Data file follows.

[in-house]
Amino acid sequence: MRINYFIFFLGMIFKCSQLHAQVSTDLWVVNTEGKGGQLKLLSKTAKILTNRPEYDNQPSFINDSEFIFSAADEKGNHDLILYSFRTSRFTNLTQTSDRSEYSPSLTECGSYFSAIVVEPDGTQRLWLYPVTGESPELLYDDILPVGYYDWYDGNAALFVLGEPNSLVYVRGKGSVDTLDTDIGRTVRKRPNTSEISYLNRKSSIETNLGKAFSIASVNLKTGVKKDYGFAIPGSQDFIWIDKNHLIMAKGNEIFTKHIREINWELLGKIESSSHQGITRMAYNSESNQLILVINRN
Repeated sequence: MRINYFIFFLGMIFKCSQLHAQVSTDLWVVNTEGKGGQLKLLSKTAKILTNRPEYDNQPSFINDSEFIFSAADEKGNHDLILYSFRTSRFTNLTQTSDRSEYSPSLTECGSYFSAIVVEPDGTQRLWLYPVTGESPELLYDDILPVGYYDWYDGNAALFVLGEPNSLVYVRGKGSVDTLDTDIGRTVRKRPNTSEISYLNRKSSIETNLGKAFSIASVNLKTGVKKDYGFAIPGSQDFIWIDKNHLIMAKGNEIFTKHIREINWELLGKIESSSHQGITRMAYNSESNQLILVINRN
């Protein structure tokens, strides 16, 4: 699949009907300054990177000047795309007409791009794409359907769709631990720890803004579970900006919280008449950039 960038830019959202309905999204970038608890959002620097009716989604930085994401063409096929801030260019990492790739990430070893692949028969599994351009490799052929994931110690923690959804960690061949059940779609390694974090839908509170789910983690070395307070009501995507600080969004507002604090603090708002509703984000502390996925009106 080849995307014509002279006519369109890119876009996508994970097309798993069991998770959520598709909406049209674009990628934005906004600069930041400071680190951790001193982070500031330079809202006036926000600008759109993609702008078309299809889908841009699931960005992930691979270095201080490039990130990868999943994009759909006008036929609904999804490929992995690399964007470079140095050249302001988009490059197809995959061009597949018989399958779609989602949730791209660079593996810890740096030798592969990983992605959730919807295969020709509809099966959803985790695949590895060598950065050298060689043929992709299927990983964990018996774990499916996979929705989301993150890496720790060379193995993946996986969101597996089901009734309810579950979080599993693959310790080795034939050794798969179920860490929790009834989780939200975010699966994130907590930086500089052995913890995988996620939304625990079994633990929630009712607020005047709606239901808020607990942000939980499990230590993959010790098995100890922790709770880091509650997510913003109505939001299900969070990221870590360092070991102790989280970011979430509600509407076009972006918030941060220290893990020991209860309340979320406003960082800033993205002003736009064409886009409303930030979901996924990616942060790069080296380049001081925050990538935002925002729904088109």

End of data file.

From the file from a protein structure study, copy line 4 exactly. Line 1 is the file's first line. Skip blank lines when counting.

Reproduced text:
């Protein structure tokens, strides 16, 4: 699949009907300054990177000047795309007409791009794409359907769709631990720890803004579970900006919280008449950039 960038830019959202309905999204970038608890959002620097009716989604930085994401063409096929801030260019990492790739990430070893692949028969599994351009490799052929994931110690923690959804960690061949059940779609390694974090839908509170789910983690070395307070009501995507600080969004507002604090603090708002509703984000502390996925009106 080849995307014509002279006519369109890119876009996508994970097309798993069991998770959520598709909406049209674009990628934005906004600069930041400071680190951790001193982070500031330079809202006036926000600008759109993609702008078309299809889908841009699931960005992930691979270095201080490039990130990868999943994009759909006008036929609904999804490929992995690399964007470079140095050249302001988009490059197809995959061009597949018989399958779609989602949730791209660079593996810890740096030798592969990983992605959730919807295969020709509809099966959803985790695949590895060598950065050298060689043929992709299927990983964990018996774990499916996979929705989301993150890496720790060379193995993946996986969101597996089901009734309810579950979080599993693959310790080795034939050794798969179920860490929790009834989780939200975010699966994130907590930086500089052995913890995988996620939304625990079994633990929630009712607020005047709606239901808020607990942000939980499990230590993959010790098995100890922790709770880091509650997510913003109505939001299900969070990221870590360092070991102790989280970011979430509600509407076009972006918030941060220290893990020991209860309340979320406003960082800033993205002003736009064409886009409303930030979901996924990616942060790069080296380049001081925050990538935002925002729904088109």